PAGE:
Robert Fones’s review published on Letterboxd:
Spike Lee Filmography Rewatch.
There's a lot to like here, right off the bat. Ernest Dickerson's cinematography is still distinctive and vivid (there's an extended shot that leads an argument down from the offices of upper management and into the cubicles of the lower level employees that alternates between shades of beige and inflammatory red in a way that perfectly compliments the emotions being expressed), Wesley Snipes and Annabella Sciorra are both charismatic leads despite being the weakest written characters, and there are at least three set pieces that hint at what a better version of this film might have been. At this point in his career Spike Lee had made a handful of good to great movies centered around the black middle class, and it's a real shame that this one interrupts that streak.
The script is overstuffed, overwritten, and meandering in a way that ultimately fails to come together in a decisive way. It's disappointing to see a filmmaker who is mostly known for his refusal to suppress his beliefs -- who had touched on issues of colorism in his films before (it's honestly one of the more interesting parts of School Daze) -- set up a film about interracial relationships where interracial relationships are arguably the least explored element. The scenes involving an Italian family border on stereotypes again (Hello again, John Turturro, and as much as I like you at some point we'll probably need to discuss your willingness to let Hollywood cast you as whatever race it deems necessary), and a subplot involving Samuel L. Jackson as a crack addict can't decide if it belongs in a better movie or a badly aged Chappelle Show sketch.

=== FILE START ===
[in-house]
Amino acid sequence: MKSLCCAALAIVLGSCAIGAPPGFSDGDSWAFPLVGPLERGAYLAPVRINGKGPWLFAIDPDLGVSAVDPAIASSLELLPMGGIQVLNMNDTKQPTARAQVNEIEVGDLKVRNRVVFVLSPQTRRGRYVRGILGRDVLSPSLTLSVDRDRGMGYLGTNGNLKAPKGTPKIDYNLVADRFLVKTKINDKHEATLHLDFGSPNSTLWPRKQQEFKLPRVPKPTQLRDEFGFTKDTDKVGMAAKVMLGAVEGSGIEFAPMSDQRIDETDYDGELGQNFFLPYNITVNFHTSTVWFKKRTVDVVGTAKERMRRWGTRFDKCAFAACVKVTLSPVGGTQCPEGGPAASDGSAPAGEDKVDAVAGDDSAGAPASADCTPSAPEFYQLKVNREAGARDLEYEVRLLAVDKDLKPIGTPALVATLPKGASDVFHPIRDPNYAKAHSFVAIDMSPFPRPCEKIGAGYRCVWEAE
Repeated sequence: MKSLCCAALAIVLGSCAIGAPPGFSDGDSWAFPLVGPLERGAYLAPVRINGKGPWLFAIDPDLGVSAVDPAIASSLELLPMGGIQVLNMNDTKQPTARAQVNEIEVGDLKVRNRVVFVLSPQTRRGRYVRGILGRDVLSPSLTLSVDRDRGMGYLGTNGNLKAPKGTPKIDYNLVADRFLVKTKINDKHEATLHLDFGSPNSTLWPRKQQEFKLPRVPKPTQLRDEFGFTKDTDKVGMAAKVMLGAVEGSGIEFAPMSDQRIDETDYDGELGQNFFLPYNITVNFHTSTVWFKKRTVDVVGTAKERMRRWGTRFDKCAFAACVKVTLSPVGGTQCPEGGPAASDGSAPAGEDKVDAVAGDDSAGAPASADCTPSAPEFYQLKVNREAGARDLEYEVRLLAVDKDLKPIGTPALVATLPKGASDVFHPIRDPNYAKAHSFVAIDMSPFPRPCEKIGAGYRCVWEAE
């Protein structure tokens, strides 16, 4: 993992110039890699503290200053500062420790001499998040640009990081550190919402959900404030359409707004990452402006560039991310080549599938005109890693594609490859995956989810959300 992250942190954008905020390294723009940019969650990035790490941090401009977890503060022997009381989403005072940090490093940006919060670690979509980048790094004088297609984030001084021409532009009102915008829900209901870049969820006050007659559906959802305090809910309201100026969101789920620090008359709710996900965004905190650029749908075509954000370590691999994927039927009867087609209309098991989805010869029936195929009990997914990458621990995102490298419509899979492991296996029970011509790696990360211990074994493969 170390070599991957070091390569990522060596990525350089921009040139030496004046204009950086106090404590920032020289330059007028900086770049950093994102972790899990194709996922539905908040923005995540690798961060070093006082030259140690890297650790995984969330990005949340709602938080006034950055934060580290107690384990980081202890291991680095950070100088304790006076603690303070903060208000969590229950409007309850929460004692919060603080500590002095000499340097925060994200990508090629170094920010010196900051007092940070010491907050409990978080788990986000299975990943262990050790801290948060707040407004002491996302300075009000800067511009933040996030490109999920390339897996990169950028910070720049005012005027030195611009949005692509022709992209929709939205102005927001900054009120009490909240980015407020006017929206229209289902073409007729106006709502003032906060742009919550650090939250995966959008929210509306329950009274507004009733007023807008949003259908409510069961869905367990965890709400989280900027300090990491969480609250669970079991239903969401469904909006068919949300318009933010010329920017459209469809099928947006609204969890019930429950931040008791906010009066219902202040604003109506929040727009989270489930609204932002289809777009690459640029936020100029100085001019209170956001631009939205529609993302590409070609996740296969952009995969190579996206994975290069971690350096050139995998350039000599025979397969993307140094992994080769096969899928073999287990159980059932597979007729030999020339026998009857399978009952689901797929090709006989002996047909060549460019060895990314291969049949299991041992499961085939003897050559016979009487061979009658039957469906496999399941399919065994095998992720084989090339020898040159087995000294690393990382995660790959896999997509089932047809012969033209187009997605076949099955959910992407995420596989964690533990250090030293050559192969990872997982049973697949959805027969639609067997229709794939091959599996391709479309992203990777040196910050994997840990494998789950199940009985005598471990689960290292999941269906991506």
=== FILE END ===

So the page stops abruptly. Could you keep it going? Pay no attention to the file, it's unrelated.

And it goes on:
The final moments of the film, including the last shot, are maybe the worst ending of a film I've ever seen. All in all, a real letdown, and one has to wonder if this was a depository for Lee's undeveloped script ideas while he was getting ready to make next year's Malcolm X.
You can't win 'em all. Onwards.